In respect to the human wolves in our neighborhood, we felt much less at our ease. We seldom erected our tent except in bad weather, and that night each man spread his buffalo robe upon the ground with his loaded rifle laid at his side or clasped in his arms. Our horses were picketed so close around us that one of them repeatedly stepped over me as I lay. We were not in the habit of placing a guard, but every man that night was anxious and watchful; there was little sound sleeping in camp, and some one of the party was on his feet during the greater part of the time. For myself, I lay alternately waking and dozing until midnight. Tete Rouge was reposing close to the river bank, and about this time, when half asleep and half awake, I was conscious that he shifted his position and crept on all-fours under the cart. Soon after I fell into a sound sleep from which I was aroused by a hand shaking me by the shoulder. Looking up, I saw Tete Rouge stooping over me with his face quite pale and his eyes dilated to their utmost expansion.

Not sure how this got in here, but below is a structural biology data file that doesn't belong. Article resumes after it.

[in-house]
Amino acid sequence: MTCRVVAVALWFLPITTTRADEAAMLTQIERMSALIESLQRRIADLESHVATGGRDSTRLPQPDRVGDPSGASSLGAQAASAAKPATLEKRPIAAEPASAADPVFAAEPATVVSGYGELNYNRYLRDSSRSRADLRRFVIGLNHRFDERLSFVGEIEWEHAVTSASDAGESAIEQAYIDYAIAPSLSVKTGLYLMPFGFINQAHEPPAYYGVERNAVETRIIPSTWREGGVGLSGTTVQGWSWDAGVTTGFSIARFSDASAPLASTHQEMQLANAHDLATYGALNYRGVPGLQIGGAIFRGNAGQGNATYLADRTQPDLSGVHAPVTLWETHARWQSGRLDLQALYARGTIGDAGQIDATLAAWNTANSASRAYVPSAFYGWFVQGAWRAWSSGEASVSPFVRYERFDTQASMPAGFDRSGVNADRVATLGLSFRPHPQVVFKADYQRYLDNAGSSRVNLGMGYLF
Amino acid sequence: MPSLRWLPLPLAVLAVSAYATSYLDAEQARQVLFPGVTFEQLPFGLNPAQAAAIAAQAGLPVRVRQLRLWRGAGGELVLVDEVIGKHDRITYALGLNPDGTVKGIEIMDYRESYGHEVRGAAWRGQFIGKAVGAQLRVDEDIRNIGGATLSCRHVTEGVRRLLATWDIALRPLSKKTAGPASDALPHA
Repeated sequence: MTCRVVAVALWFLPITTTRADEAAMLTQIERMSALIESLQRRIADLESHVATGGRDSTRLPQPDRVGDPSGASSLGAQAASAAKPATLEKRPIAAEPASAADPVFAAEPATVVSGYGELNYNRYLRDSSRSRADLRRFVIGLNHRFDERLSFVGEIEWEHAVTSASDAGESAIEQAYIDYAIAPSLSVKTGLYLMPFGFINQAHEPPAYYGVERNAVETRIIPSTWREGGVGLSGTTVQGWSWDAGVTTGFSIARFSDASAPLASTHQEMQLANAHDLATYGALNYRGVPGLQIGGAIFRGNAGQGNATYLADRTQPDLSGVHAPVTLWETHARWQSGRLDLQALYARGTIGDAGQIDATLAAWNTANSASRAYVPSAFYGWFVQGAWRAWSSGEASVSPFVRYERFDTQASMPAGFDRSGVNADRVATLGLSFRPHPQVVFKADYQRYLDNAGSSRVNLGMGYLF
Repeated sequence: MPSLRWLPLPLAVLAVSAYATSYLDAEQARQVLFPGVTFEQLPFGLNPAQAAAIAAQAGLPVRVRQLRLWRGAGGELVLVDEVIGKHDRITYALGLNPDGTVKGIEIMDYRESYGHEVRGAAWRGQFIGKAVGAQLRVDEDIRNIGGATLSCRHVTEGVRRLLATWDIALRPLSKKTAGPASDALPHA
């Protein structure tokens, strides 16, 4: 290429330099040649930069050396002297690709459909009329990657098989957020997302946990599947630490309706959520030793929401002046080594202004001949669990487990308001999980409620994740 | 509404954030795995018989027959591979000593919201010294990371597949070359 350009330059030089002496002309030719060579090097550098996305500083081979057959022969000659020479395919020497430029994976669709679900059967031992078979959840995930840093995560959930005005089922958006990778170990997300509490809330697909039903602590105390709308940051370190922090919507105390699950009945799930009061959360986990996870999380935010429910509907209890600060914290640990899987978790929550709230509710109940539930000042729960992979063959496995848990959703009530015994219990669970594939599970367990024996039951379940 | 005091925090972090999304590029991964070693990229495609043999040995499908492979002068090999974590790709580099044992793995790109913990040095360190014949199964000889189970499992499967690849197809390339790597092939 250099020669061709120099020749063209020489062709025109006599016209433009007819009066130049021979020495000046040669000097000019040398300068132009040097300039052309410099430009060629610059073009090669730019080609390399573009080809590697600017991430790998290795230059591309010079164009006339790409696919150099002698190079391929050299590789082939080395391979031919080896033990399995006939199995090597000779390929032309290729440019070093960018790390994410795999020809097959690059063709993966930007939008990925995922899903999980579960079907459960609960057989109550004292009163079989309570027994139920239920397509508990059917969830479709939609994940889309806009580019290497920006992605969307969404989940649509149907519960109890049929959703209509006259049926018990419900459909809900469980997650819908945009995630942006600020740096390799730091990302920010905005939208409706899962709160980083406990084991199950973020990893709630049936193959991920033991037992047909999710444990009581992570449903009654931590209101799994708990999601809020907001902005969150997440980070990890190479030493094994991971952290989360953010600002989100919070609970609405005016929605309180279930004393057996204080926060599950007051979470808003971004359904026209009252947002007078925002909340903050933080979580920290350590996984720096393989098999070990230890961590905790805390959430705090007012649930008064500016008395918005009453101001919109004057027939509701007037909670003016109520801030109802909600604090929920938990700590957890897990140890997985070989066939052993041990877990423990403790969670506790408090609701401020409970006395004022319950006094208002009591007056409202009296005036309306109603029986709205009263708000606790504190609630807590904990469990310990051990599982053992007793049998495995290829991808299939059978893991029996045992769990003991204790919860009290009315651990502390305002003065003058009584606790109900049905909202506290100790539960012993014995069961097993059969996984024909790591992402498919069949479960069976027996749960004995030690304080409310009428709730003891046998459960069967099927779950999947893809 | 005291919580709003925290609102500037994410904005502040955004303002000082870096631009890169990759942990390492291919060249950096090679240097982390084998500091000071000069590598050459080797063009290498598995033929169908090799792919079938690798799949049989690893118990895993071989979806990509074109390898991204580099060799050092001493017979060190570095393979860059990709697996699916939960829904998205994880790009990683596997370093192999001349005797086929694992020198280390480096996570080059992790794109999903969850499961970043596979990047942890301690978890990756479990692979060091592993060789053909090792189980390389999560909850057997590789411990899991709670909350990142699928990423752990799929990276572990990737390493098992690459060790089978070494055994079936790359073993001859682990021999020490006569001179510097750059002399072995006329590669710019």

“What’s the matter?” said I.
Tete Rouge declared that as he lay on the river bank, something caught his eye which excited his suspicions. So creeping under the cart for safety’s sake he sat there and watched, when he saw two Indians, wrapped in white robes, creep up the bank, seize upon two horses and lead them off. He looked so frightened, and told his story in such a disconnected manner, that I did not believe him, and was unwilling to alarm the party. Still it might be true, and in that case the matter required instant attention. There would be no time for examination, and so directing Tete Rouge to show me which way the Indians had gone, I took my rifle, in obedience to a thoughtless impulse, and left the camp. I followed the river back for two or three hundred yards, listening and looking anxiously on every side. In the dark prairie on the right I could discern nothing to excite alarm; and in the dusky bed of the river, a wolf was bounding along in a manner which no Indian could imitate. I returned to the camp, and when within sight of it, saw that the whole party was aroused. Shaw called out to me that he had counted the horses, and that every one of them was in his place. Tete Rouge, being examined as to what he had seen, only repeated his former story with many asseverations, and insisted that two horses were certainly carried off. At this Jim Gurney declared that he was crazy; Tete Rouge indignantly denied the charge, on which Jim appealed to us. As we declined to give our judgment on so delicate a matter, the dispute grew hot between Tete Rouge and his accuser, until he was directed to go to bed and not alarm the camp again if he saw the whole Arapahoe village coming.